1066 Harold’s Way is available from Amazon, Waterstones, Foyles as well as good book shops and by mail order from www.1066haroldsway.co.uk
For details of how to buy: Click Here
History Walks, 1066 Harold’s Way and The Saxon Times
1066 Harold’s Way Walk 3: Lesnes Abbey to Dartford
This is a mixture of the wild and desolate and the urban and industrial, of old paths and new roads, old bridges and new bridges, meandering rivers and canals built in hope, Saxon Manors and concrete architecture. We pass the detritus of modern urban and industrial re-development and the solitude of a Church that figured in history during King John’s reign.
It is a walk that reflects the dreams of men and often their failure, from the monks of Lesnes Abbey who fought to hold back the Thames to the navigators and entrepreneurs of Dartford, building a ship canal that could not cope with the pressure of the tide.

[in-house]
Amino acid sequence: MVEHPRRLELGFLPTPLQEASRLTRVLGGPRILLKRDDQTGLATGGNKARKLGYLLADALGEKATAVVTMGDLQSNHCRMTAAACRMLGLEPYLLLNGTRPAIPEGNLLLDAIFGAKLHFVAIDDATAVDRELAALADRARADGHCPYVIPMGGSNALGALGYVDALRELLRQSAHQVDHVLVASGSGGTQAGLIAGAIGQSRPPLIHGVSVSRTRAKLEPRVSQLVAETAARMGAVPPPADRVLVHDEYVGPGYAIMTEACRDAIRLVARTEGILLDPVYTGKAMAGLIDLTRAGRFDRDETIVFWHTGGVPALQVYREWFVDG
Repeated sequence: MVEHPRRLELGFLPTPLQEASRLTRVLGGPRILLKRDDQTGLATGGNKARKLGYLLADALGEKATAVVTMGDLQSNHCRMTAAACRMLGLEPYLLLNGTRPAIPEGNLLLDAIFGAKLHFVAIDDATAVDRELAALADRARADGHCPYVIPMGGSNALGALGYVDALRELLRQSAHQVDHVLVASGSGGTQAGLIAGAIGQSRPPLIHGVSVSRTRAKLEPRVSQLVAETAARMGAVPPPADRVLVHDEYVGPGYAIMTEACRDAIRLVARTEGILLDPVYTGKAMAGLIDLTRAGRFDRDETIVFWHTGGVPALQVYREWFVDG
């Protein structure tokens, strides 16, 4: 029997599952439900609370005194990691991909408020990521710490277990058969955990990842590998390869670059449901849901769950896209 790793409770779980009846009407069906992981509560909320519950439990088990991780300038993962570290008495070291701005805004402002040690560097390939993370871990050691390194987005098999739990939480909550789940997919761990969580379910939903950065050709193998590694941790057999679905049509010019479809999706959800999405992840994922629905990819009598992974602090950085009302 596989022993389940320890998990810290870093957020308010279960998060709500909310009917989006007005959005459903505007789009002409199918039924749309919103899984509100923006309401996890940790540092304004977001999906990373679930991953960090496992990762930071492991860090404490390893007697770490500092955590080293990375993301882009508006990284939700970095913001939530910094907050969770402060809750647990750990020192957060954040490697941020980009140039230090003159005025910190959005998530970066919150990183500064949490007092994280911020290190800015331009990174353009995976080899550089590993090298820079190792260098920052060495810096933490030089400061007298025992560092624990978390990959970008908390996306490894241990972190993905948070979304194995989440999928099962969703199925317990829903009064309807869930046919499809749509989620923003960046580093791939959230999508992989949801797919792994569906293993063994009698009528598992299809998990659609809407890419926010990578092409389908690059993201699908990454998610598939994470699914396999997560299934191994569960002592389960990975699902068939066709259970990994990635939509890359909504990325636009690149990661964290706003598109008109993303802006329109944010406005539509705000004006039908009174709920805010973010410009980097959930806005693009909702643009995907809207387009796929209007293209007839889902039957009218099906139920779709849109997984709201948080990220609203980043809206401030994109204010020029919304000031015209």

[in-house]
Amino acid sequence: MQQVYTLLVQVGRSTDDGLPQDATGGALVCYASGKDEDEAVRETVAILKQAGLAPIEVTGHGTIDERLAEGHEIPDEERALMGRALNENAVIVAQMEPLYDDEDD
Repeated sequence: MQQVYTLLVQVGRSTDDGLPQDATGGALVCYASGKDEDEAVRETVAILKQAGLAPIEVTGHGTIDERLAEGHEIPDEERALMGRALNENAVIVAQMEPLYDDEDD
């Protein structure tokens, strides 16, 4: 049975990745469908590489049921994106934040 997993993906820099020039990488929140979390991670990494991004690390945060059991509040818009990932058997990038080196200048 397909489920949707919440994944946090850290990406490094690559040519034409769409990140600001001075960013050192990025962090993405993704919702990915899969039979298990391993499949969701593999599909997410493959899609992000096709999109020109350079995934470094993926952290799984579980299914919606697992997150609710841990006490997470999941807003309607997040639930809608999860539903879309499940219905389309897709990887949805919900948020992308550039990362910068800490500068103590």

Erith belies its history and its royal connections. Once it shaped England with a Council between King John and the Barons to avoid further civil war and a French invasion. Later, it was to build ‘the greatest ship ever known’, the ship that took Henry VIIIth to France, to ‘the Field of the Cloth of Gold’. Now it is a modern town with little of the past on show. Its closeness to the Thames has left it with factories and depots obscuring the river but Erith leads to the wilderness of the Cray Marshes with the QE2 Bridge soaring above the landscape. Even with power stations, breakers yards and flood defences there is still a beauty about this salt marsh.
The land has been farmed for centuries and at a curve in the River Darent, a path leads to Howbury Manor, less than half a mile away and mentioned in the Domesday Book. It would have stood at the time of Harold and with the Roman road only 1½ miles to the south – perhaps Harold dropped in for a ‘beer or a wine’ with the owner.
Follow the Darent to Dartford with its industrial heritage of paper production and engineering. Although the factories and paper mills have gone under the breakers ball there is now space for new dreams to be fulfilled and the herald of a new age for Dartford.